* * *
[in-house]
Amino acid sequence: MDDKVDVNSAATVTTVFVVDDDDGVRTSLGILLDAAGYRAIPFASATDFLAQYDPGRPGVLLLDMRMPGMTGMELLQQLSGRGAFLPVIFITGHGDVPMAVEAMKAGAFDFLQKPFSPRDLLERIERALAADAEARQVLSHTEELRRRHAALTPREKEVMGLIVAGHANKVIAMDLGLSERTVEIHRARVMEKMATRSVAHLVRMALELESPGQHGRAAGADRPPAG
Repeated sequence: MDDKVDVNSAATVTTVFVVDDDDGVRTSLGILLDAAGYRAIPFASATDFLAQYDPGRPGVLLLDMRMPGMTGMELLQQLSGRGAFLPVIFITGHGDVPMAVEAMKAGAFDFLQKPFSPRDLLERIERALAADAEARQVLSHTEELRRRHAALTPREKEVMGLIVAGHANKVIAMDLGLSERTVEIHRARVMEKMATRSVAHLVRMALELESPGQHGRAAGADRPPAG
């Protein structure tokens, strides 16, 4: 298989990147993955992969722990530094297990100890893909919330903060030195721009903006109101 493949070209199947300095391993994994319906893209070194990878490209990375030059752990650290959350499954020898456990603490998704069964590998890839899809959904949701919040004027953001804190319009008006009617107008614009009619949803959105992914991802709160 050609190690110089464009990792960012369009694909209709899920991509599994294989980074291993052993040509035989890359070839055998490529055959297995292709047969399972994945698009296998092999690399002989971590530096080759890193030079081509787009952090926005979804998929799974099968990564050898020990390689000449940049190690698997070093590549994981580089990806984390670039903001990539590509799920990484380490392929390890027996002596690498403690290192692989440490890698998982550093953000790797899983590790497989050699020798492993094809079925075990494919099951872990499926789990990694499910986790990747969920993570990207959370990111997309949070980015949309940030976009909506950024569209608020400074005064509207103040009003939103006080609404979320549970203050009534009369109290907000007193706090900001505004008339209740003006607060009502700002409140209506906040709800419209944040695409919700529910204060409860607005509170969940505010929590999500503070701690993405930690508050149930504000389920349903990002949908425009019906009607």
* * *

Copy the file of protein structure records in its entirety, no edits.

[in-house]
Amino acid sequence: MDDKVDVNSAATVTTVFVVDDDDGVRTSLGILLDAAGYRAIPFASATDFLAQYDPGRPGVLLLDMRMPGMTGMELLQQLSGRGAFLPVIFITGHGDVPMAVEAMKAGAFDFLQKPFSPRDLLERIERALAADAEARQVLSHTEELRRRHAALTPREKEVMGLIVAGHANKVIAMDLGLSERTVEIHRARVMEKMATRSVAHLVRMALELESPGQHGRAAGADRPPAG
Repeated sequence: MDDKVDVNSAATVTTVFVVDDDDGVRTSLGILLDAAGYRAIPFASATDFLAQYDPGRPGVLLLDMRMPGMTGMELLQQLSGRGAFLPVIFITGHGDVPMAVEAMKAGAFDFLQKPFSPRDLLERIERALAADAEARQVLSHTEELRRRHAALTPREKEVMGLIVAGHANKVIAMDLGLSERTVEIHRARVMEKMATRSVAHLVRMALELESPGQHGRAAGADRPPAG
């Protein structure tokens, strides 16, 4: 298989990147993955992969722990530094297990100890893909919330903060030195721009903006109101 493949070209199947300095391993994994319906893209070194990878490209990375030059752990650290959350499954020898456990603490998704069964590998890839899809959904949701919040004027953001804190319009008006009617107008614009009619949803959105992914991802709160 050609190690110089464009990792960012369009694909209709899920991509599994294989980074291993052993040509035989890359070839055998490529055959297995292709047969399972994945698009296998092999690399002989971590530096080759890193030079081509787009952090926005979804998929799974099968990564050898020990390689000449940049190690698997070093590549994981580089990806984390670039903001990539590509799920990484380490392929390890027996002596690498403690290192692989440490890698998982550093953000790797899983590790497989050699020798492993094809079925075990494919099951872990499926789990990694499910986790990747969920993570990207959370990111997309949070980015949309940030976009909506950024569209608020400074005064509207103040009003939103006080609404979320549970203050009534009369109290907000007193706090900001505004008339209740003006607060009502700002409140209506906040709800419209944040695409919700529910204060409860607005509170969940505010929590999500503070701690993405930690508050149930504000389920349903990002949908425009019906009607």